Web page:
Definition of the battery size targets: In order to be able to cover a minimum distance accepted by the users, while having the smallest influence on the overall vehicle weight, several calculations were done using a mathematical model to define a battery size of 23kWh. The target for the range is 120km as a minimum and 150km recommended. The performance of such battery was compared using the European, American and Japanese driving cycles.
For the design of the vehicle architecture other issues were considered. The weight distribution, braking capacity and dynamic behaviour were studied for an urban electric vehicle, defining a weight distribution of 55% weight in the front axle when the vehicle is unloaded; a maximum braking distance of 13.5m when the vehicle speed is 60kph and a maximum braking distance of 37.5m when the vehicle speed is 100kph. Also other general characteristics were defined, attending at the dynamic behaviour of the vehicle, such are a good stability, a centre of gravity height, a maximum lateral acceleration higher than 0.7g and a under steer behaviour.
All vehicle configurations defined previously on the project were studied. The results previous analysis were compared through dynamic and weight analysis. The different characteristics of motor location, stand-alone, in wheels, and in the rear axle were compared in terms of modularity, ergonomics, safety, costs and weight to conclude that the most suitable configuration of the future urban electric vehicles is a 4 seat lay-out with a rear wheel drive axle, and that the vehicle will have a central battery.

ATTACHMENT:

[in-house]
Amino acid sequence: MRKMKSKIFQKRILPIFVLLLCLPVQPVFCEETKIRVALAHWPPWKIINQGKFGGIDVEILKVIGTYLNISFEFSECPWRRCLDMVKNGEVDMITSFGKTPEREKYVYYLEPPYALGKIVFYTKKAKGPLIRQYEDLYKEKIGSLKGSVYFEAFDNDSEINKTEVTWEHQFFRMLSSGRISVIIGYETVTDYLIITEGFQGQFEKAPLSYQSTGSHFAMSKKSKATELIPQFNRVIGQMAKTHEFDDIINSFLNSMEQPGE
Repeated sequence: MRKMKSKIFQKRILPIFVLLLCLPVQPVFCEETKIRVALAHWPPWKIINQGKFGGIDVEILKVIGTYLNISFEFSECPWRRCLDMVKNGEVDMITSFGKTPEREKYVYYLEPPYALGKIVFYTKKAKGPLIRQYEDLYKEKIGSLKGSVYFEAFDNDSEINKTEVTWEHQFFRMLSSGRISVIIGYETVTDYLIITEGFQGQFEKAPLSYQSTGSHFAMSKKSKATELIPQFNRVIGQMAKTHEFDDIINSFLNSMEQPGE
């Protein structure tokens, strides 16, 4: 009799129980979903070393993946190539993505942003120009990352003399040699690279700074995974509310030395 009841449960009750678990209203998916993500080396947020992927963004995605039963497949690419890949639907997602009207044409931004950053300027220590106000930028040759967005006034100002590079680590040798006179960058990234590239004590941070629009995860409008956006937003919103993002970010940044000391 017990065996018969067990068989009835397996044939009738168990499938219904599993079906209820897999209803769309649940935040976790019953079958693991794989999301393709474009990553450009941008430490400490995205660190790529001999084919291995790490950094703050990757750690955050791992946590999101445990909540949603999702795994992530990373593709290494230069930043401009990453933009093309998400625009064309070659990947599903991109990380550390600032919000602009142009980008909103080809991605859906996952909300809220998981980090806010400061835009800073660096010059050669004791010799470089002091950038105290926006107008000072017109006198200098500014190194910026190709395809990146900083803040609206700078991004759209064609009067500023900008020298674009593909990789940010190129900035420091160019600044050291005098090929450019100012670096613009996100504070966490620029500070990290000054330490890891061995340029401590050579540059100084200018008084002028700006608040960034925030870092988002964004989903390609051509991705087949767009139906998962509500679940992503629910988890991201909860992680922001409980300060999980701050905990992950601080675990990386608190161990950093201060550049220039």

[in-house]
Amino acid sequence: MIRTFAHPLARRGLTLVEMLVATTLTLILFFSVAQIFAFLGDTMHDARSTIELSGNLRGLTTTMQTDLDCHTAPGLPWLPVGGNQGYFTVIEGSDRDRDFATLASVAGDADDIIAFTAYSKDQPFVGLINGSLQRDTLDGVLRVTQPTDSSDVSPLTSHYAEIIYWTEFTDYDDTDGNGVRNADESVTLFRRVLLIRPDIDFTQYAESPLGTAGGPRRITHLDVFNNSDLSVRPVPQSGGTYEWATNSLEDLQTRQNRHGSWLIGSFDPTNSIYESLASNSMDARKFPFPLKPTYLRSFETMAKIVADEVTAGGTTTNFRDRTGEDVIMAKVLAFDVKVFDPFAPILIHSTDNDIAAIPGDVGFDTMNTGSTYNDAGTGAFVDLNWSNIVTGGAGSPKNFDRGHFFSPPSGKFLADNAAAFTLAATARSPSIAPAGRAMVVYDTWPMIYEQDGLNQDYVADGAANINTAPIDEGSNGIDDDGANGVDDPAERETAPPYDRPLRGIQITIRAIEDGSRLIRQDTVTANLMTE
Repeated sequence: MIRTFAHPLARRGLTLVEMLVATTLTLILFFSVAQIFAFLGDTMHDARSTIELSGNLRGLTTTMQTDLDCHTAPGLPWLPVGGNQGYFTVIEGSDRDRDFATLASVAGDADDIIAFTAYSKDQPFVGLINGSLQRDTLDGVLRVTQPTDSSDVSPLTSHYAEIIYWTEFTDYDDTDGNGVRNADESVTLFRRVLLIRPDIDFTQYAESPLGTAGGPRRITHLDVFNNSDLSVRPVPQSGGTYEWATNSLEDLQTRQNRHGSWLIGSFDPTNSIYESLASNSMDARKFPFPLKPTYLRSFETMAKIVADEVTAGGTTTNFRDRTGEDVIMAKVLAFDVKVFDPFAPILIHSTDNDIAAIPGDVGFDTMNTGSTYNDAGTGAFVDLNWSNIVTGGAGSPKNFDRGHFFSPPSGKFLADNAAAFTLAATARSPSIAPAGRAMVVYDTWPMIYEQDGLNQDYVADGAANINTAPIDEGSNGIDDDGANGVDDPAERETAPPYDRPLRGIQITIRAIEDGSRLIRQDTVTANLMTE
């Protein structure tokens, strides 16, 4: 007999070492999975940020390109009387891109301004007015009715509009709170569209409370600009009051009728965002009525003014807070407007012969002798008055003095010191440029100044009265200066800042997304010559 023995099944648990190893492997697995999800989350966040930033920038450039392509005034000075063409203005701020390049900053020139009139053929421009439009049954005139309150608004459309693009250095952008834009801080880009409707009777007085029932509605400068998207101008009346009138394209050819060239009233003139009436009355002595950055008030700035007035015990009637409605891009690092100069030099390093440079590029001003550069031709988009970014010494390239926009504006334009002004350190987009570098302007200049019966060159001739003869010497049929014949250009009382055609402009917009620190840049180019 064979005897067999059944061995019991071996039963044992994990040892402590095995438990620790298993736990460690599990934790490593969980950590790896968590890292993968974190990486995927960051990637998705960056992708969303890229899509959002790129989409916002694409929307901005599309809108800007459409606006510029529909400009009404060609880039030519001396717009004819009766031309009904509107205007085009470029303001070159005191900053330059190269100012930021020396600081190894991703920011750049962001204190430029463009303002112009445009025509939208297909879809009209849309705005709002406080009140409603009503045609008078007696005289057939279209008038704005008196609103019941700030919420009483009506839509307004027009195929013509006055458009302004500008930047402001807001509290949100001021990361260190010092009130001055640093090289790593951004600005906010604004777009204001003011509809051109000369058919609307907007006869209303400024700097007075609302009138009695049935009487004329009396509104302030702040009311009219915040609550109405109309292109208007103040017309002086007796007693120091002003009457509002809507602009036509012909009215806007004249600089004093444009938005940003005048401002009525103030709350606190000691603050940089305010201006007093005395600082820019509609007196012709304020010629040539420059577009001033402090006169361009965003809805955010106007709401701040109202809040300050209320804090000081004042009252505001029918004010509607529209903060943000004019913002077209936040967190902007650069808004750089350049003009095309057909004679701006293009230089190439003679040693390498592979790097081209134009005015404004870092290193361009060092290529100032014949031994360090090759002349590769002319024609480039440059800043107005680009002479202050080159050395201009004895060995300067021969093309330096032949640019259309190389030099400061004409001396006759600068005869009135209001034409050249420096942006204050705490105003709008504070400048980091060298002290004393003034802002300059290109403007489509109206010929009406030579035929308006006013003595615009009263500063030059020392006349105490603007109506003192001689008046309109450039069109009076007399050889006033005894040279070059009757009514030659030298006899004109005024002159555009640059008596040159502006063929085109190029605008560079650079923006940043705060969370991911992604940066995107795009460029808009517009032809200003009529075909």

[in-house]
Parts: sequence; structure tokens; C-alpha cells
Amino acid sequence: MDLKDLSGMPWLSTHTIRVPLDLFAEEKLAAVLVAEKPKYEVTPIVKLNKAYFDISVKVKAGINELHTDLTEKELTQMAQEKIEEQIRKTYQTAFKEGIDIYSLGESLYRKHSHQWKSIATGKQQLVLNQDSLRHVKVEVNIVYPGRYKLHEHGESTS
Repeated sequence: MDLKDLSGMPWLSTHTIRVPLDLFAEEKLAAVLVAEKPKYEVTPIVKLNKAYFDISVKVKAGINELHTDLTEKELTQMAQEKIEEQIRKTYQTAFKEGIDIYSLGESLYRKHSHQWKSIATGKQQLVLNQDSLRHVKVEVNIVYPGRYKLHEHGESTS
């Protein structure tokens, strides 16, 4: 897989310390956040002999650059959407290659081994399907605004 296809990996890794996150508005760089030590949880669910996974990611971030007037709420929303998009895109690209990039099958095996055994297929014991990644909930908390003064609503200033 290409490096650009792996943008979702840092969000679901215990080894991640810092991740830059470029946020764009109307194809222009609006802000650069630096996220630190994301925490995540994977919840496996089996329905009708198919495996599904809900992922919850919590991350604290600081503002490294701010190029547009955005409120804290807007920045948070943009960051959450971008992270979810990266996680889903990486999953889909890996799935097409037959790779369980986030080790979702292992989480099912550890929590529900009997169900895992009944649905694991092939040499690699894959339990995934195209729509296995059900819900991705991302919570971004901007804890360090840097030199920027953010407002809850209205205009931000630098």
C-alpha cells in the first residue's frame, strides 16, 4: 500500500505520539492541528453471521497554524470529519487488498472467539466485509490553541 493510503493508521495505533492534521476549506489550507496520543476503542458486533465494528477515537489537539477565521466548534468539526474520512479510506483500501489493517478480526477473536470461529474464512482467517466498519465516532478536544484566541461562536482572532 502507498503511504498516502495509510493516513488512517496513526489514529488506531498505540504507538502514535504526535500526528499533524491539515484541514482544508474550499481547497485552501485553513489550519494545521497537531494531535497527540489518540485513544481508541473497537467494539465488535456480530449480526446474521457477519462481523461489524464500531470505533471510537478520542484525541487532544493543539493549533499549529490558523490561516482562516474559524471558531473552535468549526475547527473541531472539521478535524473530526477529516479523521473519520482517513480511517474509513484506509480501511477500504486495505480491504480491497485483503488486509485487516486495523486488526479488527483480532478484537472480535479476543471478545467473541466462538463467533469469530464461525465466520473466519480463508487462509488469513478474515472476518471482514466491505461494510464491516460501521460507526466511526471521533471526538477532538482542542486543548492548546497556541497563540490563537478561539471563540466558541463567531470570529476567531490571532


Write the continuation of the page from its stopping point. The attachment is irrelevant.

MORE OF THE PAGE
Finally, the current situation regarding the Electro-Magnetic Compatibility of electric vehicles was studied. This is a very complicated issue that will require a full analysis, but that is out of the scope of e-Light. Nevertheless, a general analysis of feasibility was performed concluding that the proposed configuration is feasible from the point of view of EMC/EMI.

The initial activities of e-Light were centred on exploring and developing new Electric Vehicle (EV) architectures from a structural point of view. Those took into account the lack of restraints such vehicles presents when compared to conventional vehicles equipped internal combustion engines. The influences that those architectures have on the Ergonomic, Modular and Safety aspects were covered by e-Light. Those results, together with an analysis of most suitable advanced metallic and reinforced composite materials and their joining technologies were used in defining the overall architecture to be analysed in the finite element simulations that started on the second half of the project. At the end of the project, the information on materials, simulation and designs have been summarised in Design Guidelines and Testing Procedure Recommendation documents for the automotive industry.